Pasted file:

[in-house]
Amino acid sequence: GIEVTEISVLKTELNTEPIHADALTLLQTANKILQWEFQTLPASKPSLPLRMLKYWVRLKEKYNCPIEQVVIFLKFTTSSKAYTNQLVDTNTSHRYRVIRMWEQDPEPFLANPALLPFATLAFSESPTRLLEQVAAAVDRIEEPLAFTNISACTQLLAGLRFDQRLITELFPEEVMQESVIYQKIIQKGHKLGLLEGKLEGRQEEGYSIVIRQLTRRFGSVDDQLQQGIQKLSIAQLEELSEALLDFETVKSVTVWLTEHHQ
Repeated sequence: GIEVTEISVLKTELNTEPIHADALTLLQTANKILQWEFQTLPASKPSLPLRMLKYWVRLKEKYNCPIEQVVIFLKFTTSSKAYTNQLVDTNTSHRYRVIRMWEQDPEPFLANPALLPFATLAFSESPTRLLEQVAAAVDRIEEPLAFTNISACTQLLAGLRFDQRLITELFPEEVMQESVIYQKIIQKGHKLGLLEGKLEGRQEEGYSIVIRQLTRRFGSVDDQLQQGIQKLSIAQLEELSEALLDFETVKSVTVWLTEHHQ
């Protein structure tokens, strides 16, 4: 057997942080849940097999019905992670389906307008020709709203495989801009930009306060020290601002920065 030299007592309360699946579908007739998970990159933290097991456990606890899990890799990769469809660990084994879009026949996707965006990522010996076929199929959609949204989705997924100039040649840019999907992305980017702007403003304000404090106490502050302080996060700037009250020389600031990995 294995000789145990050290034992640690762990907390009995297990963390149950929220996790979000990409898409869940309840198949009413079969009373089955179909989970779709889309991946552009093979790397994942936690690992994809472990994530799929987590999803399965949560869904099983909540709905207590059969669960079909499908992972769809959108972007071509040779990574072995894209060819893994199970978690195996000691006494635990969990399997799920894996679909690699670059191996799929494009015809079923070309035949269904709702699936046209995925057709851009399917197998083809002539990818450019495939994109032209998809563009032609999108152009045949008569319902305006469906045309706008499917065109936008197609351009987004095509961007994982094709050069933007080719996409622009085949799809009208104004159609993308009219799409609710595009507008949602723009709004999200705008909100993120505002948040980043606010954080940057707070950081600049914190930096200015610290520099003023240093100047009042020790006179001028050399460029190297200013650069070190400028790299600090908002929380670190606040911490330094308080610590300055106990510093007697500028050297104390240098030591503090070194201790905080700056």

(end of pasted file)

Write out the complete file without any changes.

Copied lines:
[in-house]
Amino acid sequence: GIEVTEISVLKTELNTEPIHADALTLLQTANKILQWEFQTLPASKPSLPLRMLKYWVRLKEKYNCPIEQVVIFLKFTTSSKAYTNQLVDTNTSHRYRVIRMWEQDPEPFLANPALLPFATLAFSESPTRLLEQVAAAVDRIEEPLAFTNISACTQLLAGLRFDQRLITELFPEEVMQESVIYQKIIQKGHKLGLLEGKLEGRQEEGYSIVIRQLTRRFGSVDDQLQQGIQKLSIAQLEELSEALLDFETVKSVTVWLTEHHQ
Repeated sequence: GIEVTEISVLKTELNTEPIHADALTLLQTANKILQWEFQTLPASKPSLPLRMLKYWVRLKEKYNCPIEQVVIFLKFTTSSKAYTNQLVDTNTSHRYRVIRMWEQDPEPFLANPALLPFATLAFSESPTRLLEQVAAAVDRIEEPLAFTNISACTQLLAGLRFDQRLITELFPEEVMQESVIYQKIIQKGHKLGLLEGKLEGRQEEGYSIVIRQLTRRFGSVDDQLQQGIQKLSIAQLEELSEALLDFETVKSVTVWLTEHHQ
């Protein structure tokens, strides 16, 4: 057997942080849940097999019905992670389906307008020709709203495989801009930009306060020290601002920065 030299007592309360699946579908007739998970990159933290097991456990606890899990890799990769469809660990084994879009026949996707965006990522010996076929199929959609949204989705997924100039040649840019999907992305980017702007403003304000404090106490502050302080996060700037009250020389600031990995 294995000789145990050290034992640690762990907390009995297990963390149950929220996790979000990409898409869940309840198949009413079969009373089955179909989970779709889309991946552009093979790397994942936690690992994809472990994530799929987590999803399965949560869904099983909540709905207590059969669960079909499908992972769809959108972007071509040779990574072995894209060819893994199970978690195996000691006494635990969990399997799920894996679909690699670059191996799929494009015809079923070309035949269904709702699936046209995925057709851009399917197998083809002539990818450019495939994109032209998809563009032609999108152009045949008569319902305006469906045309706008499917065109936008197609351009987004095509961007994982094709050069933007080719996409622009085949799809009208104004159609993308009219799409609710595009507008949602723009709004999200705008909100993120505002948040980043606010954080940057707070950081600049914190930096200015610290520099003023240093100047009042020790006179001028050399460029190297200013650069070190400028790299600090908002929380670190606040911490330094308080610590300055106990510093007697500028050297104390240098030591503090070194201790905080700056």